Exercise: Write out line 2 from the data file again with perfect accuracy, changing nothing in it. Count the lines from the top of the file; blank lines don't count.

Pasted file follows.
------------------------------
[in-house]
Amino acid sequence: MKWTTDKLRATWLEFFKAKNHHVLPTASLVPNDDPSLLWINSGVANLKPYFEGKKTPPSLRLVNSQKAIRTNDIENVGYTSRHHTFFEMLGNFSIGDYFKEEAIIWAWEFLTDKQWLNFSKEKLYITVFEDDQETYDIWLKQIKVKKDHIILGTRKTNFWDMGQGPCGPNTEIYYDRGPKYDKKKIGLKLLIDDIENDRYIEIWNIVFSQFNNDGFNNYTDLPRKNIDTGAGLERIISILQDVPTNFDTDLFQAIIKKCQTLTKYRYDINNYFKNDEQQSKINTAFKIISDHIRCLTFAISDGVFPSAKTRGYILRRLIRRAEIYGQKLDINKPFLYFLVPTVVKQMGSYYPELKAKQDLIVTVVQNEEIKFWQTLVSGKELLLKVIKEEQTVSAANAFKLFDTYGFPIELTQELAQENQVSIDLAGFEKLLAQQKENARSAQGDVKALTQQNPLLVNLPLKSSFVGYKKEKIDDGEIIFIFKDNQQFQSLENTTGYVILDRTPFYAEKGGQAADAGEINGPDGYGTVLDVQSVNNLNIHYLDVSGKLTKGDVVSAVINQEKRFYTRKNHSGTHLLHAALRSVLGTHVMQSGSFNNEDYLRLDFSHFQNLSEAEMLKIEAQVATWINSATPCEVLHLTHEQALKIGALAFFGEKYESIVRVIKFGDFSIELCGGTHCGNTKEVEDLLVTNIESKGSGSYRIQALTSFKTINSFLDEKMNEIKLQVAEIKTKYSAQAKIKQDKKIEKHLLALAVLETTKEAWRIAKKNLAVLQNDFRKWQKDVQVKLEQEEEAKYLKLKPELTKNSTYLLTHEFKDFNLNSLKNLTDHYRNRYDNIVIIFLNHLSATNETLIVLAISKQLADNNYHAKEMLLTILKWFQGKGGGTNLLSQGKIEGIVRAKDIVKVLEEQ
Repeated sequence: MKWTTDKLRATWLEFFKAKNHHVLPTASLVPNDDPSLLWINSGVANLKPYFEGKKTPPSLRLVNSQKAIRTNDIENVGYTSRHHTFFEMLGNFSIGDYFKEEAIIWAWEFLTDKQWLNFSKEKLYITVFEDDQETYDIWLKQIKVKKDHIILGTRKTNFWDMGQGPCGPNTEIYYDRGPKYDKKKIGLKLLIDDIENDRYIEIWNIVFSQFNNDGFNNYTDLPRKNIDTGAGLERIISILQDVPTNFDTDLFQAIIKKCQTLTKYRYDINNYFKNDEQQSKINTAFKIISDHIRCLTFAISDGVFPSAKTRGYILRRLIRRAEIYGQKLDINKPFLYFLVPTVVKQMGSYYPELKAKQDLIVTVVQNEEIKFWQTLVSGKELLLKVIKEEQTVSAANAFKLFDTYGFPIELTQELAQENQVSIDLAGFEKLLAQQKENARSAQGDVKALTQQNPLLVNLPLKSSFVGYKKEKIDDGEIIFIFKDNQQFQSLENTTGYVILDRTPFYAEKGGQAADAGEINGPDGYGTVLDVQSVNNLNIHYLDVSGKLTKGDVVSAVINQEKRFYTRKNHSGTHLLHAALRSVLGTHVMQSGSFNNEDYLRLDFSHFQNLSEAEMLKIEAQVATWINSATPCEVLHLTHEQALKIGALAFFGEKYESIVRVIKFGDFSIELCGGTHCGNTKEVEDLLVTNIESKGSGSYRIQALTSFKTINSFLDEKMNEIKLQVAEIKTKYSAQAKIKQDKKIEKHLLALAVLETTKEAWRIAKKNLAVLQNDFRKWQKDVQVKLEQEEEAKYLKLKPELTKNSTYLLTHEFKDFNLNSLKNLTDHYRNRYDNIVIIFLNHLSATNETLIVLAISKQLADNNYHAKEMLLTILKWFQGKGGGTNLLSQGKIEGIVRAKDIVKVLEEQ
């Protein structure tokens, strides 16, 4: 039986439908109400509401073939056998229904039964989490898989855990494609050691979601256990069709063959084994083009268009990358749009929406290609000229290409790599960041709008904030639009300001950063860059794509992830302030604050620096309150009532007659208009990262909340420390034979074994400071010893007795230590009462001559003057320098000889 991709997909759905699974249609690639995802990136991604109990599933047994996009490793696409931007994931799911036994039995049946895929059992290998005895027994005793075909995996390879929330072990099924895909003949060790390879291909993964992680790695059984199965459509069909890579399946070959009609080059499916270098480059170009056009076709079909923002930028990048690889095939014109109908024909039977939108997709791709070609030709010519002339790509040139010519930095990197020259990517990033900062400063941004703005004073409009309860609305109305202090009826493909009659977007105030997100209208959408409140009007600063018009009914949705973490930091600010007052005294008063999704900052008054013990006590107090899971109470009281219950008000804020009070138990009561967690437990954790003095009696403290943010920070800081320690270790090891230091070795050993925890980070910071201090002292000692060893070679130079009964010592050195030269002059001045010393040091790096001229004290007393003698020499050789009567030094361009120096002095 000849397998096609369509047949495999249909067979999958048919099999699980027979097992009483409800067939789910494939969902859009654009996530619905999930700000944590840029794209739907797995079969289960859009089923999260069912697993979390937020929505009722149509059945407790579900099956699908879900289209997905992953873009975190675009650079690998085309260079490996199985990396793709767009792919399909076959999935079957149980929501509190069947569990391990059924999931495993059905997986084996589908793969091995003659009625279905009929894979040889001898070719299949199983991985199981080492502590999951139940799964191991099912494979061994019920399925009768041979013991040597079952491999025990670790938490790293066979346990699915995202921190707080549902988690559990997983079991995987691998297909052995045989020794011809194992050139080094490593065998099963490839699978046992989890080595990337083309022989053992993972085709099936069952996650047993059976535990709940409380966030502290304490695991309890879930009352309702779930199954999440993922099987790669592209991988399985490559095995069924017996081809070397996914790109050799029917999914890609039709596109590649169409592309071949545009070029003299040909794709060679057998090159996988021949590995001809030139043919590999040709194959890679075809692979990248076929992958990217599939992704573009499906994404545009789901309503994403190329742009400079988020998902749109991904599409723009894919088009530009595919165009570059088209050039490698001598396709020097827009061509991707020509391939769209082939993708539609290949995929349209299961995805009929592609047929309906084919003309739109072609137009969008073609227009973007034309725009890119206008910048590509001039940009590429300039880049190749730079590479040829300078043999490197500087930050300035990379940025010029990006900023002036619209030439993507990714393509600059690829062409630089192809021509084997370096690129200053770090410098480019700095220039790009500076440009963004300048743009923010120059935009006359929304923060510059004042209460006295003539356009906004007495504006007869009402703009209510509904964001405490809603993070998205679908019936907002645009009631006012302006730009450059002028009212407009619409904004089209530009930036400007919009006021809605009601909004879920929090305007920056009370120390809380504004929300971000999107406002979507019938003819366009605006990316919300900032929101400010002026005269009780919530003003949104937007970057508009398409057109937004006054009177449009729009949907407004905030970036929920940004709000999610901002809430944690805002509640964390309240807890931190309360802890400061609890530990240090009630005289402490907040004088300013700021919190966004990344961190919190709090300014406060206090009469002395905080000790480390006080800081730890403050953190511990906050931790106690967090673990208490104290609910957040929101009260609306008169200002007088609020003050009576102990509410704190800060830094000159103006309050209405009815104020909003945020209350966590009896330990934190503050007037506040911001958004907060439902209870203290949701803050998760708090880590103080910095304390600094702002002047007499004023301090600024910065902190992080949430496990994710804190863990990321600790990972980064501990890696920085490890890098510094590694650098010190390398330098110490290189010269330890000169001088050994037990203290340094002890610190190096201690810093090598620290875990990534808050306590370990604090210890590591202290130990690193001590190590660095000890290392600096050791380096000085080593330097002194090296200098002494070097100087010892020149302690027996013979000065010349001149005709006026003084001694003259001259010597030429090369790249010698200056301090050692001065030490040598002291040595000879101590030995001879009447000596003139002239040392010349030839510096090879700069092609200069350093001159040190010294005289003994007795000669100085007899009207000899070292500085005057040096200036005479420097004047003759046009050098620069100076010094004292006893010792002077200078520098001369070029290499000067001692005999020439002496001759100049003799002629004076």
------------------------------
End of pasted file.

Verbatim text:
Amino acid sequence: MKWTTDKLRATWLEFFKAKNHHVLPTASLVPNDDPSLLWINSGVANLKPYFEGKKTPPSLRLVNSQKAIRTNDIENVGYTSRHHTFFEMLGNFSIGDYFKEEAIIWAWEFLTDKQWLNFSKEKLYITVFEDDQETYDIWLKQIKVKKDHIILGTRKTNFWDMGQGPCGPNTEIYYDRGPKYDKKKIGLKLLIDDIENDRYIEIWNIVFSQFNNDGFNNYTDLPRKNIDTGAGLERIISILQDVPTNFDTDLFQAIIKKCQTLTKYRYDINNYFKNDEQQSKINTAFKIISDHIRCLTFAISDGVFPSAKTRGYILRRLIRRAEIYGQKLDINKPFLYFLVPTVVKQMGSYYPELKAKQDLIVTVVQNEEIKFWQTLVSGKELLLKVIKEEQTVSAANAFKLFDTYGFPIELTQELAQENQVSIDLAGFEKLLAQQKENARSAQGDVKALTQQNPLLVNLPLKSSFVGYKKEKIDDGEIIFIFKDNQQFQSLENTTGYVILDRTPFYAEKGGQAADAGEINGPDGYGTVLDVQSVNNLNIHYLDVSGKLTKGDVVSAVINQEKRFYTRKNHSGTHLLHAALRSVLGTHVMQSGSFNNEDYLRLDFSHFQNLSEAEMLKIEAQVATWINSATPCEVLHLTHEQALKIGALAFFGEKYESIVRVIKFGDFSIELCGGTHCGNTKEVEDLLVTNIESKGSGSYRIQALTSFKTINSFLDEKMNEIKLQVAEIKTKYSAQAKIKQDKKIEKHLLALAVLETTKEAWRIAKKNLAVLQNDFRKWQKDVQVKLEQEEEAKYLKLKPELTKNSTYLLTHEFKDFNLNSLKNLTDHYRNRYDNIVIIFLNHLSATNETLIVLAISKQLADNNYHAKEMLLTILKWFQGKGGGTNLLSQGKIEGIVRAKDIVKVLEEQ